Virtual Personal Training Programs: Part One

Virtual Personal Training Program

Virtual personal training has grown over the years and took off in 2020. Steven Trotter analyzes what it is and what it isn’t in this first part of a two-part series on virtual training program development.

First and foremost, what is virtual personal training?

Virtual and online personal training programs are not new. I feel confident in saying that Jonathon Goodman is the modern-day pioneer of virtual personal training. The personal trainer turned author and entrepreneur founded the Personal Training Development Center in 2011 as a resource for personal trainers. Then two years later, based on survey responses from an industry survey, he developed the 1K Extra program which later birthed the Online Trainer Academy in 2016. The Online Trainer Academy included The Fundamentals of Online Training, the world’s first textbook for remote coaching, and awarded people with the first-ever certification in online personal training.

Virtual personal training has continued to grow over the years as more and more personal trainers pursued the freedom to live and work from anywhere. The arrival of COVID-19 served as a catalyst to bring this type of training to the mainstream and gave late adopters the opportunity to still serve their existing clientele while also challenging them to think beyond the four walls of their brick and mortar. Fortunately, if you weren’t already on the path to adding virtual personal training to your menu prior to COVID-19, it’s not too late. Over this two-part series, let’s take a look at how to incorporate it into your services.

What it’s Not:

Let’s first lay the groundwork for understanding what it is not. If you are already building out some elaborate excel spreadsheet to calculate how many in-person training sessions is equivalent to one virtual training session, then stop. If all of your personal trainers are spending one hour on a Zoom call with a client to consider that a session, then stop. Virtual training is not in-person training that just happens to be completed over Zoom.

So, What is Virtual Personal Training?

Virtual personal training is a comprehensive behavior change and goal achievement program that is ongoing and should be available to the client anywhere at any time. It’s important to understand it’s not for everyone just as it’s also important to know the talent required to be a world-class virtual personal trainer is different from a world-class in-person personal trainer. As we recall the buyer persona and ask who is most likely to engage in virtual training sessions, let’s identify a few characteristics that successful virtual training programs all have in common.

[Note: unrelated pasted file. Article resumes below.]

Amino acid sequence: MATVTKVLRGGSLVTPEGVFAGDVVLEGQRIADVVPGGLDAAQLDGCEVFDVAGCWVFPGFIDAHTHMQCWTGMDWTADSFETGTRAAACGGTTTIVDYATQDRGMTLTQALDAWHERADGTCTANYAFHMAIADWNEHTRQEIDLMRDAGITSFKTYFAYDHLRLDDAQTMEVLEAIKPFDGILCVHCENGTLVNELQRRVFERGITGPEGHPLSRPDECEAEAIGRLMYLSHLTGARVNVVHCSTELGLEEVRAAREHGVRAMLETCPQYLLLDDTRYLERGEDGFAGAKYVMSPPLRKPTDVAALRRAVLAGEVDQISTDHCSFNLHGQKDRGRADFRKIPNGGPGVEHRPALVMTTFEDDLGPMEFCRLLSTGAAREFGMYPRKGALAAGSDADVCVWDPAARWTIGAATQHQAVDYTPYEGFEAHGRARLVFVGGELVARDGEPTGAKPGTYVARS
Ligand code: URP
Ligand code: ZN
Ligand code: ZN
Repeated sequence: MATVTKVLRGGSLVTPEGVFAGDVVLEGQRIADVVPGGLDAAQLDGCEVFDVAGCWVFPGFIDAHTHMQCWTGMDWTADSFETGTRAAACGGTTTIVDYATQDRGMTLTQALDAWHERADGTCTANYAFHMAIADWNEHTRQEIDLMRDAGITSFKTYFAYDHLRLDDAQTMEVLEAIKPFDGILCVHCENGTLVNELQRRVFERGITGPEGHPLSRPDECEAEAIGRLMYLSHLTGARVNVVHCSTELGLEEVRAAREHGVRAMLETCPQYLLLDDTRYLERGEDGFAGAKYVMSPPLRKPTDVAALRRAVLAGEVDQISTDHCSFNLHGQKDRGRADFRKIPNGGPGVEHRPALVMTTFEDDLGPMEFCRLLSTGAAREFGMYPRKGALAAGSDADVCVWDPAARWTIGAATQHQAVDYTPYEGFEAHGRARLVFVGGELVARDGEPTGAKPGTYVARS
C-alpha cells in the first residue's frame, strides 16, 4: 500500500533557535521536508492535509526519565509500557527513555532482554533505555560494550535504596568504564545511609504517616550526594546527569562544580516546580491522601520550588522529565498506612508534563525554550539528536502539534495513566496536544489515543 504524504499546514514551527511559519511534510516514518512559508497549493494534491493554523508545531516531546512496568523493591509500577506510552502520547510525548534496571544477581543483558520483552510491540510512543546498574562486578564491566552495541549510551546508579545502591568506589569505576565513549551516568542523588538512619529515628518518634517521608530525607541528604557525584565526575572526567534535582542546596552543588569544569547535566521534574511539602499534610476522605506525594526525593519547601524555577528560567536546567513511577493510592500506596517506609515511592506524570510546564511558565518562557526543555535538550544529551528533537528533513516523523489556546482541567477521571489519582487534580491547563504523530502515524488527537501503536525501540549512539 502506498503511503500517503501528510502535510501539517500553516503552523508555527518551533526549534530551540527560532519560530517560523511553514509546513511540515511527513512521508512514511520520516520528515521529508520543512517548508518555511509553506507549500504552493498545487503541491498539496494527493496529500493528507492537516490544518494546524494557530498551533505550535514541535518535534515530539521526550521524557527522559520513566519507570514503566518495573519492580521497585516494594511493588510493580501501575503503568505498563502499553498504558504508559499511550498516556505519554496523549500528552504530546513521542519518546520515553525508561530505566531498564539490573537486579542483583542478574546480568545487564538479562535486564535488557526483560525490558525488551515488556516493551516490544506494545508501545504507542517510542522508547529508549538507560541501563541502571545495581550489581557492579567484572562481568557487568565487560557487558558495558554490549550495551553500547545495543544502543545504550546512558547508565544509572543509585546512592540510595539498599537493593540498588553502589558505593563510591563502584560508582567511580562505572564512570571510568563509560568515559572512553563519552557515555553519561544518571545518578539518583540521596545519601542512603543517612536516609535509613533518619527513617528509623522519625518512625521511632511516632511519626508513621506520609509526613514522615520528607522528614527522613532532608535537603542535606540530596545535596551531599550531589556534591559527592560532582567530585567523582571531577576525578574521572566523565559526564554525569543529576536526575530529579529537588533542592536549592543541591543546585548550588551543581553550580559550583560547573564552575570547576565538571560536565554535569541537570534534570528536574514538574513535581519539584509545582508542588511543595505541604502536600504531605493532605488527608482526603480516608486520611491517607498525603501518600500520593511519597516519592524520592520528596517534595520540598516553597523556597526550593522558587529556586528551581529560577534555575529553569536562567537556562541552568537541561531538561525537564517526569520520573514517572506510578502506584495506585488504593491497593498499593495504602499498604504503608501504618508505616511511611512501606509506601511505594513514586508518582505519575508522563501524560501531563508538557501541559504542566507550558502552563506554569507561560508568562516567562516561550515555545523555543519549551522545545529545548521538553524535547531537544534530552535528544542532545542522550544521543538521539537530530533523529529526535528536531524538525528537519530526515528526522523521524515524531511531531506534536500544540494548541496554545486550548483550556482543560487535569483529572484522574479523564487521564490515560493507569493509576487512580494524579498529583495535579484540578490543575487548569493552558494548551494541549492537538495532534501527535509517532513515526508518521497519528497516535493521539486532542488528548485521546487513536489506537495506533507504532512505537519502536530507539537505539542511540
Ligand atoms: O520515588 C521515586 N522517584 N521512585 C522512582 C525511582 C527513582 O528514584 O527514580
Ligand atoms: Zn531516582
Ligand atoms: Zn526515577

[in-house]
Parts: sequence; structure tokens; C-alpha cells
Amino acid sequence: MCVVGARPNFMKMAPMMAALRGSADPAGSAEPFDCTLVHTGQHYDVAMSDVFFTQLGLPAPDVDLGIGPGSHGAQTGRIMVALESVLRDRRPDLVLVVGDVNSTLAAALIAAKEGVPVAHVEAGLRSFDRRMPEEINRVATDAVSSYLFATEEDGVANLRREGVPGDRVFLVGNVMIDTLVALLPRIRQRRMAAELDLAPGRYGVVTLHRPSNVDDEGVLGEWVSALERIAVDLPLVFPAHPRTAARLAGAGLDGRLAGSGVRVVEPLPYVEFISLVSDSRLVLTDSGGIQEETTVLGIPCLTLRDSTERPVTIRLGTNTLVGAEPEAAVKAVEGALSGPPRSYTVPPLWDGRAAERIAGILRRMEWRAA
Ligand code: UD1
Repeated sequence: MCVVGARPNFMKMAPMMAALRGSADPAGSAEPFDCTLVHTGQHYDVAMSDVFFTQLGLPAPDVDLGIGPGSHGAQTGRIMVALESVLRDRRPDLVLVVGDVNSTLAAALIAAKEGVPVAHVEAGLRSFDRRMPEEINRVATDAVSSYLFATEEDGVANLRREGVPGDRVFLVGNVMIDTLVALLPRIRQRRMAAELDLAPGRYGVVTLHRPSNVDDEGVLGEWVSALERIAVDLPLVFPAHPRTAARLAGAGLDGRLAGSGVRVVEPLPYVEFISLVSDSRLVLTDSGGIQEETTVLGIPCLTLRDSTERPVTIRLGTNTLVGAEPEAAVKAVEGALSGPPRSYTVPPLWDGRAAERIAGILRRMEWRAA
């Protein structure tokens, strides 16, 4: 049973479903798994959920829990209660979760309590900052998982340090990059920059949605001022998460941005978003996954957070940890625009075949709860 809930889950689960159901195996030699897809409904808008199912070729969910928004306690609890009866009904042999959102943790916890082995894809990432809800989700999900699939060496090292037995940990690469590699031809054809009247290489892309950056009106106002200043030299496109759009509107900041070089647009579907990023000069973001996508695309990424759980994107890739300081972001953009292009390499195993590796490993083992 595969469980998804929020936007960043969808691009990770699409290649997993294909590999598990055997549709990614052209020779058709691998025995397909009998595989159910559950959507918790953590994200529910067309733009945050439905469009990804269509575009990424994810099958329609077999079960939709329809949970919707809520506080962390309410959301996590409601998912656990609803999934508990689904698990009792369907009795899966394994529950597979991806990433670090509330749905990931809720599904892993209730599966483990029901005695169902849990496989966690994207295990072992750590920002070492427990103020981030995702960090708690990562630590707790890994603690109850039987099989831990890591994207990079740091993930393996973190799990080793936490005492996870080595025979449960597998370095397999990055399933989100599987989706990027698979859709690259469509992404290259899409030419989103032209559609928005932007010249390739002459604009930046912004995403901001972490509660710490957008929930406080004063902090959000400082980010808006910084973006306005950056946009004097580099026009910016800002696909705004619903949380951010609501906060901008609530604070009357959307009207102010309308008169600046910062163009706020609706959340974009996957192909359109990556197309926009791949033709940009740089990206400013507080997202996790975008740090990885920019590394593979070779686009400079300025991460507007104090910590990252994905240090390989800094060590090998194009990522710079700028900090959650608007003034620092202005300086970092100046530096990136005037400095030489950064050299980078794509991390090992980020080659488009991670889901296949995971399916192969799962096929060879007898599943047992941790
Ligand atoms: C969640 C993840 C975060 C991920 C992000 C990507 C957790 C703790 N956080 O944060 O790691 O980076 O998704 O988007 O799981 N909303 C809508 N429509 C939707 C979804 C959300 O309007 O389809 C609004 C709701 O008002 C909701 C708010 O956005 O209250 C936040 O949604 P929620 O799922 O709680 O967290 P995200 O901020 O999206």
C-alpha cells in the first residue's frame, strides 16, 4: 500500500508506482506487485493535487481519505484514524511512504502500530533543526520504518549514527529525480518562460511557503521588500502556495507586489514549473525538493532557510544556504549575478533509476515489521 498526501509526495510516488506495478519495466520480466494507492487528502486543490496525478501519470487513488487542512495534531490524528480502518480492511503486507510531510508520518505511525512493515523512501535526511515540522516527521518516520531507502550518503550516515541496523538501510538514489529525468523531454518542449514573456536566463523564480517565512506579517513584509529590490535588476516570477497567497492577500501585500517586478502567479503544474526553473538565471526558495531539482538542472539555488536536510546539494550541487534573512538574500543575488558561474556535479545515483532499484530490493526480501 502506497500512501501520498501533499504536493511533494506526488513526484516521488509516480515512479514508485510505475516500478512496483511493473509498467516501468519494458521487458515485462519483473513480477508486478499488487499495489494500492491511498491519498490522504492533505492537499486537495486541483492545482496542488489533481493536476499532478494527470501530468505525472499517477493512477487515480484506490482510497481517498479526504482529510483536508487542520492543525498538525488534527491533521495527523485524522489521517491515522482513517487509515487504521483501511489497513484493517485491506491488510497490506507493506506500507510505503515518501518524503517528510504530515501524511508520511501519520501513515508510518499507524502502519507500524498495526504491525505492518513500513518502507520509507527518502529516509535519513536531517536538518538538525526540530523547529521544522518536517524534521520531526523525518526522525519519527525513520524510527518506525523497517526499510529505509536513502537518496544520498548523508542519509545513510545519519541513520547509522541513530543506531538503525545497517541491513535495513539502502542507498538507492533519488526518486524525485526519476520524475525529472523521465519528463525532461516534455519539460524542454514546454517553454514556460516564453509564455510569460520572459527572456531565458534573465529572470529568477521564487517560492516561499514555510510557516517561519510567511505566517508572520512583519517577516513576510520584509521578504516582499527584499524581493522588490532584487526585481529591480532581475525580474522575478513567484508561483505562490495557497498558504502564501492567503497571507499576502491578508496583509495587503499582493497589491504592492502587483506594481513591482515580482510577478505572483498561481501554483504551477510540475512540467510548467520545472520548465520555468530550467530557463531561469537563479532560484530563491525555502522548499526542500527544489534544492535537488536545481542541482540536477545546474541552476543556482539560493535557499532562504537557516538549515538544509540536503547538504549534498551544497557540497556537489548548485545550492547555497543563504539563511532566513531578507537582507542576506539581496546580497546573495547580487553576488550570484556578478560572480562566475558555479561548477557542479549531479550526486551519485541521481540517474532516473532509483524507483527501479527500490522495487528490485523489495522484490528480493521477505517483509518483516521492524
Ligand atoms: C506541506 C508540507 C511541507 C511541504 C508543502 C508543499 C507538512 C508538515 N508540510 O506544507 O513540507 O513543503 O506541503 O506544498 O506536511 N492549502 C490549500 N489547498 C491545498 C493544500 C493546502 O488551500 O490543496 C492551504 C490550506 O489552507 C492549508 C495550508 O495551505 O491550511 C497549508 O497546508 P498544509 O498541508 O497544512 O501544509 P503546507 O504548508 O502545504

• Accessibility: Virtual personal training programs are available to the client anywhere and anytime. The programs and communication should be readily available at the client’s fingertips.
  • Autonomy: There is an increased amount of autonomy in the client. Most of the time, the client is going to be completing the program design and workout at a time when the trainer is not watching.
  • Technology: Technology is at the center of a successful training program. Communication and two-way feedback will be delivered through text, voice and video. The program design will be delivered through a means where the client still has a strong understanding of what to do, how to do it and in what order.

Now that you have a solid understanding of what is and what isn’t virtual personal training programs, we will break down how to create them in Part Two next week.

Image courtesy of Shutterstock

Steven Trotter, MS, is a consultant, continuing education provider, adjunct faculty member in health and fitness science, and principal for Globetrotter Wellness Solutions. He also serves as the associate director for wellness and fitness at East Carolina University. His expertise is rooted in university rec programs with a repertoire in leadership and organizational development, fitness facility design and management, behavior change, and program management. Steven is a 2017 IDEA Program Director of the Year finalist and presents at numerous conferences across North America each year. He is a subject matter expert and blogger for the American Council on Exercise and previously served a 3.5-year term on the industry advisory panel. Steven has a master of science in health in physical education from Virginia Tech and bachelor of science in exercise science from the University of North Carolina at Charlotte.

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